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Feature - Issue #10

The Sámi Narrative

Words by Anna Souter
Photographs by Ánne Kátjá Gaup

Sámi people have an ancient reciprocal relationship with reindeer and the landscapes of the European Arctic. Against the backdrop of a warming world and the spectre of “green colonialism”, their way of life is under threat.

Karen Anna and reindeer.

There are many myths about how the reindeer and the Sámi people formed such a close bond. Some say the reindeer were given to the Sámi people by the sun. Others say that a reindeer god made the whole Arctic landscape, giving its blood for rivers, its fur for grass, and its eyes for the stars. Others still tell a story of a daring quest to the land of the stone giants, a romance, and a herd of reindeer as a dowry from the giants.

Reindeer herder Nils Peder Gaup describes a powerful tale about a reindeer that approached a Sámi man and asked for his protection. A partnership was formed. For centuries, Sámi people have guarded the reindeer from predators and ensured they have enough to eat. In return, the Sámi have received the reindeer’s gifts of furs, meat, and bones, utilising them for warmth, food, and art. This is a simple story, but it is powerful because it undermines western historical, anthropological, and scientific tropes about human beings “taming” wild animals; instead, Sámi culture is based on human-nonhuman reciprocity and interdependence.

Reindeer herding is the beating heart of Sápmi, the Sámi cultural region, which covers much of the northernmost parts of Norway, Sweden, and Finland, as well as part of Russia. Centuries-long colonial campaigns have attempted to portray these landscapes as empty, pristine wildernesses. This carefully constructed fantasy has allowed successive generations of rulers and settlers to plunder Sápmi for its so-called resources, including oil, minerals, and timber. But in reality, the Sámi have been living in and managing the European Arctic for centuries. The land is truly neither empty nor wild. People and reindeer weave a delicate balance across the Arctic’s diverse ecosystems.

Sámi people are still living with the scars of racism and discrimination faced across the region for many years. The governments of Norway, Sweden, and Finland have each previously implemented cultural assimilation programmes, actively attempting to erase Sámi languages and cultural practices, forcing members of Sámi communities to relocate, to give up their livelihoods, and to adopt western styles of living and worshipping. Although these programmes were rescinded a matter of decades ago, Sámi people continue to feel the damage. Nordic governments and societies are only recently beginning to recognise and atone for the years of state-sanctioned racism; meanwhile, prejudice and discrimination against Sámi people and ways of life are still common.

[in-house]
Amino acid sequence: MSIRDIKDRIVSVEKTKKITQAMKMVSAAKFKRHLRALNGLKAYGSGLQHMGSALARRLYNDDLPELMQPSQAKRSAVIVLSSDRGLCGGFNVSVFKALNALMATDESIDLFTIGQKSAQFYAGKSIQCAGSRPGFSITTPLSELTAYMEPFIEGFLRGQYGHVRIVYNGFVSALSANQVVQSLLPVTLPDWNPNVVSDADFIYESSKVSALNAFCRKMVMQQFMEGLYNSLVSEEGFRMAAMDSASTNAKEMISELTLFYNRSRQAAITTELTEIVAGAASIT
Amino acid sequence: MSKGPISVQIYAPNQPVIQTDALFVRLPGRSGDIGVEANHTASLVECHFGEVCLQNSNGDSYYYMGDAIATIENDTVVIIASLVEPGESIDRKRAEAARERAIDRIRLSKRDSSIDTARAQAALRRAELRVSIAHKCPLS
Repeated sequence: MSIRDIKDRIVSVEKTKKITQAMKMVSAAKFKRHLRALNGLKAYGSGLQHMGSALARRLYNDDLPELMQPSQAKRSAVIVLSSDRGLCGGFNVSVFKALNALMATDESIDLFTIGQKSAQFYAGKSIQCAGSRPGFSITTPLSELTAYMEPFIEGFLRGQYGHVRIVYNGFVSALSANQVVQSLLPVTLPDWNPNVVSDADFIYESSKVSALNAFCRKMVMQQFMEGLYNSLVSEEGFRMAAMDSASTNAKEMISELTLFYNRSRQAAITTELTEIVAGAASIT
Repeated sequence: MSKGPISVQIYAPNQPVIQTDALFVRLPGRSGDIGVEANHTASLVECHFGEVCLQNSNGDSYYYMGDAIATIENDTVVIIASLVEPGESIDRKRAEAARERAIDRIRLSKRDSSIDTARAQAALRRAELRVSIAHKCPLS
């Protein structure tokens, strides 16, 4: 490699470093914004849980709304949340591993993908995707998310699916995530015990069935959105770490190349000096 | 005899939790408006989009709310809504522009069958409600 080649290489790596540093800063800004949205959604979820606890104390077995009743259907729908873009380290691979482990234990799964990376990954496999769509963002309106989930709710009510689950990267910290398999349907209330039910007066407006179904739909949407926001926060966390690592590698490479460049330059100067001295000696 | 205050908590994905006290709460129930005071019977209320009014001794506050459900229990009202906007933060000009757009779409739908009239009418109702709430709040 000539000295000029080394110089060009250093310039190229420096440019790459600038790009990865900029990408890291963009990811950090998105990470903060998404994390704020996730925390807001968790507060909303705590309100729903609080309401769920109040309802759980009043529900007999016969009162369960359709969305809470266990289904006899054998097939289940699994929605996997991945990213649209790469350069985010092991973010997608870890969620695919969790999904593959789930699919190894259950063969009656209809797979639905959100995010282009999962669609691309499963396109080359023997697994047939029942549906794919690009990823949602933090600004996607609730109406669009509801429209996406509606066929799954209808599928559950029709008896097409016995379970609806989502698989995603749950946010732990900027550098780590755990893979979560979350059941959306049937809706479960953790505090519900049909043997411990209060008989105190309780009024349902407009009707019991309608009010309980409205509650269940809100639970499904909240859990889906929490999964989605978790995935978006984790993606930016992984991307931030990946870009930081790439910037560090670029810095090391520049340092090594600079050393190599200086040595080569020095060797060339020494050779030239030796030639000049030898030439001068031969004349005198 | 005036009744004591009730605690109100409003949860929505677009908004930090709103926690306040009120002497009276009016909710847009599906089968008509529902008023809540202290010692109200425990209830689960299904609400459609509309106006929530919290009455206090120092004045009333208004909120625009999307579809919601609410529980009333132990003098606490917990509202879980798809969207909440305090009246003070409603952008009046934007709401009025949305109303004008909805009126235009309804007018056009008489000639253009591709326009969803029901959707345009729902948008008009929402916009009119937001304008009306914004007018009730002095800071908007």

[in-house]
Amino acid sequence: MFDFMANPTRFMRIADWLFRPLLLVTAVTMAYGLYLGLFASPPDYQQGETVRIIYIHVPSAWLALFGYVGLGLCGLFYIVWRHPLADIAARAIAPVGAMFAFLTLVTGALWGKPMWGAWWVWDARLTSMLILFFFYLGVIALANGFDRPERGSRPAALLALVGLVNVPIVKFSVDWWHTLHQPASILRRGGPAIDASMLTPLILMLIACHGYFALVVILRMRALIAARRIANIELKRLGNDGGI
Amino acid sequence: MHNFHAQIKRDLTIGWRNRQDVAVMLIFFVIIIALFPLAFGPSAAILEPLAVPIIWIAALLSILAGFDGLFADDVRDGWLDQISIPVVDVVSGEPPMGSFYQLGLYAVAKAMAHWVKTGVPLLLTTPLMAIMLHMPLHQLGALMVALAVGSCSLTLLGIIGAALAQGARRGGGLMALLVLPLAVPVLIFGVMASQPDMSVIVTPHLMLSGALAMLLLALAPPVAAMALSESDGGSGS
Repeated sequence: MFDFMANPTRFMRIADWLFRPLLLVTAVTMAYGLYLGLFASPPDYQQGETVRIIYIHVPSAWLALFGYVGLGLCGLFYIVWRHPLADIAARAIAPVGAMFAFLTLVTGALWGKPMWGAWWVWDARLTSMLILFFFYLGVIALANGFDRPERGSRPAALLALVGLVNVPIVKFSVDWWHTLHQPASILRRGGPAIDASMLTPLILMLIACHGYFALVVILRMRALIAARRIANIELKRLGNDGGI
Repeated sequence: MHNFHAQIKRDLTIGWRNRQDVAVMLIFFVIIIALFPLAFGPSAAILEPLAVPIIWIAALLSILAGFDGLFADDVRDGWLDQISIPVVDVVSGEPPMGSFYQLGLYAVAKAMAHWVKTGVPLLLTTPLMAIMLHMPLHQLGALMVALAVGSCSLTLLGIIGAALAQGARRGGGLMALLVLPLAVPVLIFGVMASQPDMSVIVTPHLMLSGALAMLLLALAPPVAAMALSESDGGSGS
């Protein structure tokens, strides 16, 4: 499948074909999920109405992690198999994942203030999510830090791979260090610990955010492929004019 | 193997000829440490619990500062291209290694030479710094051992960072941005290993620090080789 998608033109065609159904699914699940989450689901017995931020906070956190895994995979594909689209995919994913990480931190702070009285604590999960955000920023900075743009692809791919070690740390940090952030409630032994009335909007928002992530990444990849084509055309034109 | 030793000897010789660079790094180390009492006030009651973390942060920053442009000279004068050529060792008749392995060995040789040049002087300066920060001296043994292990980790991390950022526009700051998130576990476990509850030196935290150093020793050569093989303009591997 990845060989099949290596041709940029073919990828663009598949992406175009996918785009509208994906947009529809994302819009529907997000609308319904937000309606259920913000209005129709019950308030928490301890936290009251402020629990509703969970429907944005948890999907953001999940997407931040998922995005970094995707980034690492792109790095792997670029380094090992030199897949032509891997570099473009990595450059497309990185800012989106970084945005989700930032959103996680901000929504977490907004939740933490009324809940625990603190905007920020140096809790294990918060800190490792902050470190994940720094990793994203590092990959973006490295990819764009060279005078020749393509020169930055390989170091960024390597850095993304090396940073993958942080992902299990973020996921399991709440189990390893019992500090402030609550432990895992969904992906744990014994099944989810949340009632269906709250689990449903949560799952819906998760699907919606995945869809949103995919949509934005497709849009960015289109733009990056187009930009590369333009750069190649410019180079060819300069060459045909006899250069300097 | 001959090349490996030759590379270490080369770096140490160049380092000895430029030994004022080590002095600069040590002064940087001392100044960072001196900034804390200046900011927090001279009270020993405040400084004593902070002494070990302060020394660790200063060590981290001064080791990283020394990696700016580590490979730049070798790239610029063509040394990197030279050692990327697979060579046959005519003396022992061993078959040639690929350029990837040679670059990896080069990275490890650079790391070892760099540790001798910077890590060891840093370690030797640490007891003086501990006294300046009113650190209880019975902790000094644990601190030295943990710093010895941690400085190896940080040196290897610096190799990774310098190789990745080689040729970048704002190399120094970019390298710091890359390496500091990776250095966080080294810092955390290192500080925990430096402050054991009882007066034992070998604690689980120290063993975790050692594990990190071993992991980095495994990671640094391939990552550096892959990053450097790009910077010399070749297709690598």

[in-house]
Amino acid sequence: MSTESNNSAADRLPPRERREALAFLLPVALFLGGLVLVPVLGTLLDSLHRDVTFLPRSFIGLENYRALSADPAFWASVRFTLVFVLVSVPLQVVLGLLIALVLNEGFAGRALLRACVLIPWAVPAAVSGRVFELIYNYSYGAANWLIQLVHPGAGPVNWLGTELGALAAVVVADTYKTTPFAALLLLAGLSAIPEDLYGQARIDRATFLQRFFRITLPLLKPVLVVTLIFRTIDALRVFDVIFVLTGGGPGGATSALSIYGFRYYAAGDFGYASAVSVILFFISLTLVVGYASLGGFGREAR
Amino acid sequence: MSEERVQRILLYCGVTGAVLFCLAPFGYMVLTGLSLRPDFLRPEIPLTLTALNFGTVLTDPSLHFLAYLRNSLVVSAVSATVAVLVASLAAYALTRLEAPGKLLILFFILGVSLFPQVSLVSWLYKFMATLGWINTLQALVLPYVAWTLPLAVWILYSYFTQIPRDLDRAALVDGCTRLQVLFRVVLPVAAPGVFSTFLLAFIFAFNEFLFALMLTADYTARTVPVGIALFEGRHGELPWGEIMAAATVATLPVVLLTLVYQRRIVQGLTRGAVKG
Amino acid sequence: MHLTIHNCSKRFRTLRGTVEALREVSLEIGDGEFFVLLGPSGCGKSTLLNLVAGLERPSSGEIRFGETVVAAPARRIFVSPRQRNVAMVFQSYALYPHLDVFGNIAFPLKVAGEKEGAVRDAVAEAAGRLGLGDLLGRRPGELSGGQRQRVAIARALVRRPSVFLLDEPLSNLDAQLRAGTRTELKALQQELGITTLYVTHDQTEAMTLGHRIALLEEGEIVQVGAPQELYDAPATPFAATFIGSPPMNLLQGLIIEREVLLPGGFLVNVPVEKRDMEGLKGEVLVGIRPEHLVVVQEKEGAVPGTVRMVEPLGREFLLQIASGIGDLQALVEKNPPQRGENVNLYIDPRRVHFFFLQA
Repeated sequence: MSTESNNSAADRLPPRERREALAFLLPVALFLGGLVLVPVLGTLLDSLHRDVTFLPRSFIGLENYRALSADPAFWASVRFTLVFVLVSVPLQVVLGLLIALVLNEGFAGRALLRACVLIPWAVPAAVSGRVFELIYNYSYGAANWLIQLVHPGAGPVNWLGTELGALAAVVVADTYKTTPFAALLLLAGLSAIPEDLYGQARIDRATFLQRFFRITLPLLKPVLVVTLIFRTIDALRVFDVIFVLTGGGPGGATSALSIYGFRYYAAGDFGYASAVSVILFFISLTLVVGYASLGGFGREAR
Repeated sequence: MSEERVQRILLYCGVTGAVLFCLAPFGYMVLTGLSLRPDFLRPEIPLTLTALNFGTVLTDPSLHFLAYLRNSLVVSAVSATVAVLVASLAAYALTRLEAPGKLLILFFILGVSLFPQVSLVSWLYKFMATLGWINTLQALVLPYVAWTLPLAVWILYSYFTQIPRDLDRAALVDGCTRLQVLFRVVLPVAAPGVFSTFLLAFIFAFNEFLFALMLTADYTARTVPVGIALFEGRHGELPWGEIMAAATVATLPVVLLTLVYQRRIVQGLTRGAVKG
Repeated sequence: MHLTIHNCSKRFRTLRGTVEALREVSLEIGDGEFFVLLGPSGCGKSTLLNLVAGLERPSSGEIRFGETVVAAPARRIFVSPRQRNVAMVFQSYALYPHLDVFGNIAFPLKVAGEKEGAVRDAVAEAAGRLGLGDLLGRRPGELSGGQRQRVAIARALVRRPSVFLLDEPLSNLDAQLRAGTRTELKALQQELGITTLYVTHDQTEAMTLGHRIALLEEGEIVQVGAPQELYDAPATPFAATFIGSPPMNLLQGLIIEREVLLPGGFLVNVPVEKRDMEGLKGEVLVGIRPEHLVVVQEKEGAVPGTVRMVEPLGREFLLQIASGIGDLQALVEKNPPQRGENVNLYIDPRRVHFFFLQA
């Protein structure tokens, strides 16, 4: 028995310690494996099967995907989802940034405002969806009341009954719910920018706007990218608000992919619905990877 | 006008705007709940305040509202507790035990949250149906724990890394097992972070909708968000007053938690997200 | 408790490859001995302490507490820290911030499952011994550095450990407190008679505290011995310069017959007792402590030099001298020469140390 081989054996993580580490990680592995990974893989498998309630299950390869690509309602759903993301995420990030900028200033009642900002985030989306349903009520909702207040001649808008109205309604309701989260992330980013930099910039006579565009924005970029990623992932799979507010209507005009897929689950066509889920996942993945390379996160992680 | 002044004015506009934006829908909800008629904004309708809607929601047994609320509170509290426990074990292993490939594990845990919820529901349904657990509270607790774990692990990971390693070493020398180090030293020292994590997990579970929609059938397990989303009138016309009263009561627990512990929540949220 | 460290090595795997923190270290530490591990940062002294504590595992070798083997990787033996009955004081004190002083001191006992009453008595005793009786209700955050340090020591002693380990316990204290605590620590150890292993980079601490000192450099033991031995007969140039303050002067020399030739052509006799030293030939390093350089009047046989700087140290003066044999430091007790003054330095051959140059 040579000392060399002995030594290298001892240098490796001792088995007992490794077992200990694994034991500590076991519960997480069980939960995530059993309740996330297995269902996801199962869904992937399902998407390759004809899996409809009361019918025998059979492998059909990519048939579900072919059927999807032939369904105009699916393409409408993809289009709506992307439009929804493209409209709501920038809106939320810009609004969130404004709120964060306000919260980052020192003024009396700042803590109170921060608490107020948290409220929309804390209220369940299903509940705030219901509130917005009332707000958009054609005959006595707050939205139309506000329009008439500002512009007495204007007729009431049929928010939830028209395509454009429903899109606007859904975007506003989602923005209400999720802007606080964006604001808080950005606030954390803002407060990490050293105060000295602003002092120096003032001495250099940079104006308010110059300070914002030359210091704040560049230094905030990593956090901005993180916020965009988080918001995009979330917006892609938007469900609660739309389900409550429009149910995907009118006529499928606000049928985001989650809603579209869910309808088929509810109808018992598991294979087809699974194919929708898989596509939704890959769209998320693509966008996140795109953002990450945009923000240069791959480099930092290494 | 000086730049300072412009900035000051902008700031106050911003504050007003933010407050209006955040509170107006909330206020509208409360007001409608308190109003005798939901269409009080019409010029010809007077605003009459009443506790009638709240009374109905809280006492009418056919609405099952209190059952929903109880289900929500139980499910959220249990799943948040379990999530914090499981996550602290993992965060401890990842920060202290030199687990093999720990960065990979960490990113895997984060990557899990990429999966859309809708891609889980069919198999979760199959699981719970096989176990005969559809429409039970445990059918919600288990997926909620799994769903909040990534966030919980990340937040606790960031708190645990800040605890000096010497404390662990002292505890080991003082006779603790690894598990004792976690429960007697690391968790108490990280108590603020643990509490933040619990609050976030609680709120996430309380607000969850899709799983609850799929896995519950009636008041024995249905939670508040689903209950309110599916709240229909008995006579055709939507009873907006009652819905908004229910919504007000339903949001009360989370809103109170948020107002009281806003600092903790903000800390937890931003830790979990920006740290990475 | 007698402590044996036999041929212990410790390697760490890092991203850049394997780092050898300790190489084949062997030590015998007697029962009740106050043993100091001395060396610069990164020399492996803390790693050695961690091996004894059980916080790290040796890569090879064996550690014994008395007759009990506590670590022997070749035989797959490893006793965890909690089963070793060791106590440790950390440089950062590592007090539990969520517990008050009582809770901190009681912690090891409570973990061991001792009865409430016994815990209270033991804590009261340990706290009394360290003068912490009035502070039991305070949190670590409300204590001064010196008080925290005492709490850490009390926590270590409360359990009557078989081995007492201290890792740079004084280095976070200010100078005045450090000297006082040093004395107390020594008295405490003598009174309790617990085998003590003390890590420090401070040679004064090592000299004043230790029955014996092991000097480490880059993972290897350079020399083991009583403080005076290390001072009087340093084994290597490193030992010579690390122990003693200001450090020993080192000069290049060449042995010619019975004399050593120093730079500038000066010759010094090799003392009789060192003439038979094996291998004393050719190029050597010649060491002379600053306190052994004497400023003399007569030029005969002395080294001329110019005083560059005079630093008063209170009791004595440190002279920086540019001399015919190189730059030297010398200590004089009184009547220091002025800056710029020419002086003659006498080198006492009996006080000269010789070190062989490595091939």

In Norway, for example, although reindeer herders receive some state support, there is also an overriding narrative that reindeer herding is bad for the ecosystems of Sápmi. Some argue that, much like the deer kept on Scotland’s highlands, reindeer are overgrazing the tundra, causing damage and preventing new trees from growing. On the face of it, from a sub-Arctic perspective, this seems like a cogent argument. Rewilding is seen by many as a possible means of stemming the tide of the climate crisis. In many places across the world, the regeneration of forests is seen as a positive step towards reparation; we all know of the ability of trees to extract carbon dioxide from the atmosphere.

But Sápmi is not the same as Scotland. The Arctic is warming four times faster than the rest of the planet and the treeline is creeping northwards. Sápmi is, or should be, snow-covered for much of the year. The snow reflects the sun’s heat, creating cycles of cool air. Trees, however, interrupt the sparkling white landscapes with dark patches. These absorb the sun’s heat, melting the surrounding snow and contributing to the warming climate on both local and global scales. This has a double impact in the Arctic because if the permafrost begins to melt, ancient repositories of methane and other atmospheric gases are released, to devastating effect. Reindeer herding is a light-touch way of keeping the tundra and the permafrost intact, practiced by people who have held a reciprocal and intimate relationship with this landscape for centuries.

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